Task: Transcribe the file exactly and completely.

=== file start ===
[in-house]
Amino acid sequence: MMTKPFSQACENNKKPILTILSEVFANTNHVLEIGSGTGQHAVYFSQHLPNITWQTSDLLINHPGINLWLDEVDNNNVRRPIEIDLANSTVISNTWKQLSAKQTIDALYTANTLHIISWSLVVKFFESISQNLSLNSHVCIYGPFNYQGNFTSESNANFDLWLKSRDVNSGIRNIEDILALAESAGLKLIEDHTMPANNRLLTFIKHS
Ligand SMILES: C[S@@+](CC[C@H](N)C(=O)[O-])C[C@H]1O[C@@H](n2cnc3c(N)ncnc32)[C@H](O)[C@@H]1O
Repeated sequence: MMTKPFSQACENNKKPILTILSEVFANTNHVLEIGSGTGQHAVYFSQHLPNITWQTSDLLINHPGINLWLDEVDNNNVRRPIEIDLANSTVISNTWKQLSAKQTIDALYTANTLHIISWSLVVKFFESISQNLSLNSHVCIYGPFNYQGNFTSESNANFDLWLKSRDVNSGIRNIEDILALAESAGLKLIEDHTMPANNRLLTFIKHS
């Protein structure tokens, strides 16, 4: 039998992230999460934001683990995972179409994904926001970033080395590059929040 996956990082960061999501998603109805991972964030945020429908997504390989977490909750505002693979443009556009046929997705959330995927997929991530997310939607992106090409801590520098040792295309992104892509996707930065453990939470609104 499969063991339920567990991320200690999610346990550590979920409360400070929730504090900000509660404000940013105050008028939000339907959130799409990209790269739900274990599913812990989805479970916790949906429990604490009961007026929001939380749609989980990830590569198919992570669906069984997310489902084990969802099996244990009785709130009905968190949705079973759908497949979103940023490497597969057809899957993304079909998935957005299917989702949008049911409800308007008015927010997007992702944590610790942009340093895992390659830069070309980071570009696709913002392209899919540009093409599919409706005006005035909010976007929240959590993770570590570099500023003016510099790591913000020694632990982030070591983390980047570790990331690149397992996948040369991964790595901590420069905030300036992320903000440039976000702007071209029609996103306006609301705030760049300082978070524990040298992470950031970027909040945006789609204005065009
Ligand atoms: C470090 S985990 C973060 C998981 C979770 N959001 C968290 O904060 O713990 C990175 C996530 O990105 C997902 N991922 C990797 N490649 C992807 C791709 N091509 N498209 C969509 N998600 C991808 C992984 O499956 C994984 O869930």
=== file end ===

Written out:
[in-house]
Amino acid sequence: MMTKPFSQACENNKKPILTILSEVFANTNHVLEIGSGTGQHAVYFSQHLPNITWQTSDLLINHPGINLWLDEVDNNNVRRPIEIDLANSTVISNTWKQLSAKQTIDALYTANTLHIISWSLVVKFFESISQNLSLNSHVCIYGPFNYQGNFTSESNANFDLWLKSRDVNSGIRNIEDILALAESAGLKLIEDHTMPANNRLLTFIKHS
Ligand SMILES: C[S@@+](CC[C@H](N)C(=O)[O-])C[C@H]1O[C@@H](n2cnc3c(N)ncnc32)[C@H](O)[C@@H]1O
Repeated sequence: MMTKPFSQACENNKKPILTILSEVFANTNHVLEIGSGTGQHAVYFSQHLPNITWQTSDLLINHPGINLWLDEVDNNNVRRPIEIDLANSTVISNTWKQLSAKQTIDALYTANTLHIISWSLVVKFFESISQNLSLNSHVCIYGPFNYQGNFTSESNANFDLWLKSRDVNSGIRNIEDILALAESAGLKLIEDHTMPANNRLLTFIKHS
């Protein structure tokens, strides 16, 4: 039998992230999460934001683990995972179409994904926001970033080395590059929040 996956990082960061999501998603109805991972964030945020429908997504390989977490909750505002693979443009556009046929997705959330995927997929991530997310939607992106090409801590520098040792295309992104892509996707930065453990939470609104 499969063991339920567990991320200690999610346990550590979920409360400070929730504090900000509660404000940013105050008028939000339907959130799409990209790269739900274990599913812990989805479970916790949906429990604490009961007026929001939380749609989980990830590569198919992570669906069984997310489902084990969802099996244990009785709130009905968190949705079973759908497949979103940023490497597969057809899957993304079909998935957005299917989702949008049911409800308007008015927010997007992702944590610790942009340093895992390659830069070309980071570009696709913002392209899919540009093409599919409706005006005035909010976007929240959590993770570590570099500023003016510099790591913000020694632990982030070591983390980047570790990331690149397992996948040369991964790595901590420069905030300036992320903000440039976000702007071209029609996103306006609301705030760049300082978070524990040298992470950031970027909040945006789609204005065009
Ligand atoms: C470090 S985990 C973060 C998981 C979770 N959001 C968290 O904060 O713990 C990175 C996530 O990105 C997902 N991922 C990797 N490649 C992807 C791709 N091509 N498209 C969509 N998600 C991808 C992984 O499956 C994984 O869930």